Once the grapes are cut from the vines and driven back to the winery the first step in the transformation into wine is the sort. Here in France they call this sorting, the triage. Some years this is a hard job and some years it is easy… this year we had both easy and hard days. During the sorting, we look bunch by bunch and select only the best grapes to go into our wines.
Instead of using rolling conveyor belts, to carry the bunches past the eyes of the sorting crew and onto the next step, we use a static table made from two pieces of wood and a few sets of legs. While using a static table adds a significant amount of time to the triage, it allows us to give the attention needed to each and every cluster. It is the limited quantities of grapes we are working with that allow us this luxury.
The grapes are placed case by case onto the sorting table. We use small grape cases (30 l) which hold around 12 kilograms of grapes each to ensure that the bunches do not get crushed during their journey from the vineyard to our winery. The only tools we use at the sorting table are our hands and a few pairs of secateurs. Bad grapes go to the distiller and good grapes go on to become wine.
Once we have a few cases of good grapes, we fire up the de-stemmer. The de-stemmer is one of only a few pieces of electrical equipment that we use at the winery (after last year’s adventure, de-stemming by hand, we knew we had to invest in this piece of equipment). The grape bunches roll down the drum of the de-stemmer and small finger like paddles separate the grapes from the stems. Then the grapes fall through small holes in the drum into one of our standard size red and grey (60 l) grape cases. The stems fall out the other end, are collected and used as compost in the vineyards.
Once we have the grapes off their stems they head to their new home our vinification tanks or as we like to call them, cuves. This is where they will start their cold maceration. During the cold maceration the grapes sit in the cuves and steep just like a cup of tea. Color, flavors and tannins are leached from the skins during the maceration.
Without crushing the grapes quite a lot of juice is liberated just under the weight of all the grapes in the cuves. This mix of grapes and grape juice is called must. With the harvest being so late in the year the grapes were already quite cool and went in the cuves with a temperature of around 14 degrees celsius. This is a good temperature to enable the cold maceration as the yeasts need a slightly warmer temperature to begin the alcoholic fermentation. We then added a small amount of sulfur dioxide, which also inhibits the yeasts from performing their work and a bit of dry-ice to the must. The dry-ice saturated the cuves in carbon-dioxide gas and helped to protect the must from spoilage and oxidation during the maceration.
After around 10 days of cold maceration the cuves started to heat up, the whole grapes began to float to the top and the liquid disappeared under this cap of grapes. This is caused by the beginnings of the alcoholic fermentation, where the native yeasts present on the grape skins convert sugars into alcohol, carbon-dioxide, releasing heat. To help the yeast population develop we gave them some oxygen by splashing wine over the cap. This action, known in French as a remontage, keeps the cap wet, injects some oxygen into the must (which is used by the yeasts to multiply) and is one of two extraction techniques we employed.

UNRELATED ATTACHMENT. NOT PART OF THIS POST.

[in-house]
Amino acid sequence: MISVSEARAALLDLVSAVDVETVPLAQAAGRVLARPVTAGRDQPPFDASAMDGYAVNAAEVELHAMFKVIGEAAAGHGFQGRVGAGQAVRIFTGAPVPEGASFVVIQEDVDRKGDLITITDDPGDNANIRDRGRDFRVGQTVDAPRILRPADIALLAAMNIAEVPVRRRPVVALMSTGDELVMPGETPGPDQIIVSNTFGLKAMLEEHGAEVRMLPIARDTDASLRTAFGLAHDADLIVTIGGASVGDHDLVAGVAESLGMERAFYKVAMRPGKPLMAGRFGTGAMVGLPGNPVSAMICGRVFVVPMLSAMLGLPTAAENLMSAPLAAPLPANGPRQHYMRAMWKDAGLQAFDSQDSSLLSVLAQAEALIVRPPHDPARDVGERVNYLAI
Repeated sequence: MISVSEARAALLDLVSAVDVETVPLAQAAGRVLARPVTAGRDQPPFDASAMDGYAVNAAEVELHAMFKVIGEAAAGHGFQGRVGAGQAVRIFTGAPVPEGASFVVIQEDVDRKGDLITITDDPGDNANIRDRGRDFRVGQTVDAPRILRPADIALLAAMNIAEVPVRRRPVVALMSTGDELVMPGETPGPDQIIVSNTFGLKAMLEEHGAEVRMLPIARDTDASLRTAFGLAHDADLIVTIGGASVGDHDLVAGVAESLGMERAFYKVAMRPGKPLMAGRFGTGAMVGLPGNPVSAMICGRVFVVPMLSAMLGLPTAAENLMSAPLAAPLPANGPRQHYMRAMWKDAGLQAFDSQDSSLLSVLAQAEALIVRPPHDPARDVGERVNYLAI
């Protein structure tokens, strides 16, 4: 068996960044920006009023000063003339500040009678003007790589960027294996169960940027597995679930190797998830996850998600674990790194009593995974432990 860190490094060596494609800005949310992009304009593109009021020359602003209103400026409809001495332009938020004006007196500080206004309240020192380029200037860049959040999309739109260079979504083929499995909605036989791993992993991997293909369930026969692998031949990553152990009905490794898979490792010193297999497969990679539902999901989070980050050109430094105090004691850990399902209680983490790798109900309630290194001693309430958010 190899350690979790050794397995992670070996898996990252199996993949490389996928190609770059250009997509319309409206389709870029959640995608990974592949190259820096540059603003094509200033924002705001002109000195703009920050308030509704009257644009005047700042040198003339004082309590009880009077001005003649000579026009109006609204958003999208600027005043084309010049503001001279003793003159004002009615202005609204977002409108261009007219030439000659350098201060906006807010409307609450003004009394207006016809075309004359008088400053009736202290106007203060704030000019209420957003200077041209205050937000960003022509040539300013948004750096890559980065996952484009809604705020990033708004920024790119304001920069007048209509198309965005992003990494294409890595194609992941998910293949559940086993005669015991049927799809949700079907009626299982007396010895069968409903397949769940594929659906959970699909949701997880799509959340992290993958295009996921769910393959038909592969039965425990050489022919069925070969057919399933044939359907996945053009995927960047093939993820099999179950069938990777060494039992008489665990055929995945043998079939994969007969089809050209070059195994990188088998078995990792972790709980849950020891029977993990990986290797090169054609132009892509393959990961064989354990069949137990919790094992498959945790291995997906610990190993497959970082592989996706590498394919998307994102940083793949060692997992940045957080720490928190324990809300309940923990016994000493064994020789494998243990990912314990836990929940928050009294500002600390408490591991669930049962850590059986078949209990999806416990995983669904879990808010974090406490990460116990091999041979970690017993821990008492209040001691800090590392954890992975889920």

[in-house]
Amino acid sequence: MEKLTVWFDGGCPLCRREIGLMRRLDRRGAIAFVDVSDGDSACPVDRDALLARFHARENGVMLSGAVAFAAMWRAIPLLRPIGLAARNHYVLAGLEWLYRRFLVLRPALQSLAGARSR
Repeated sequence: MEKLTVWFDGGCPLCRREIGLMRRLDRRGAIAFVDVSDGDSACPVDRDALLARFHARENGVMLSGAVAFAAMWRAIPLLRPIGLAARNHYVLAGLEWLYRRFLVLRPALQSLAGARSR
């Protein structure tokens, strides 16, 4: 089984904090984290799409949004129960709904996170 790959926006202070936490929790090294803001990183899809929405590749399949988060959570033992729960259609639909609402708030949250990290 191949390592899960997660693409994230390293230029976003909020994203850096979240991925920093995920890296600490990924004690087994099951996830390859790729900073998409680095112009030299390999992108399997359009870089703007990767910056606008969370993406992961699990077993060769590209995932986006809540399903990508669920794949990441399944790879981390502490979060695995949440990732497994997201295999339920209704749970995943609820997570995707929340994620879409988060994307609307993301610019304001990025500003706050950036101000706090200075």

We have cuves made of two different materials, stainless steel and wood. Both materials have their benefits and drawbacks and we are excited to be using the two. The stainless steel tanks are easy to clean, versatile and keep wines crisp and fresh. Wooden tanks or, cuves en bois, are not only beautiful but they are great thermo-insulators.
The other extraction operation we employ is called a punch down or in French a pigeage. This is the action of pushing the grapes that have formed the cap down into the fermenting must. We do this in two ways… one, with a stick with a half cup on one end, which Colleen is demonstrating in the video below and the other way… well, we just jump in the tank and take a grape hot tub!
Throughout the fermentations we taste regularly to see how the wines are developing. Without much intervention from us the wines were showing a good level of extraction. In the beginning of the fermentations we did two remontages (to help the native yeasts multiply). About midway through the fermentations we started to wet the cap each day with a bucket of wine taken from the bottom of the cuves. When the fermentations had progressed and there was more alcohol present we performed our first punch down and then two days later our second punch down. Punching down is more forceful than a remontage and therefor can extract more hard tannins. For this reason Colleen performed the punch downs with her delicate touch again demonstrated in the video below. Finally, as the wines approached dryness (once almost all the sugars were converted into alcohol) we did one final light remontage.
The wines responded beautifully. Our goal was to put the best grapes, which represent the climates they come from, into the cuves and do our best to allow them to truly express themselves.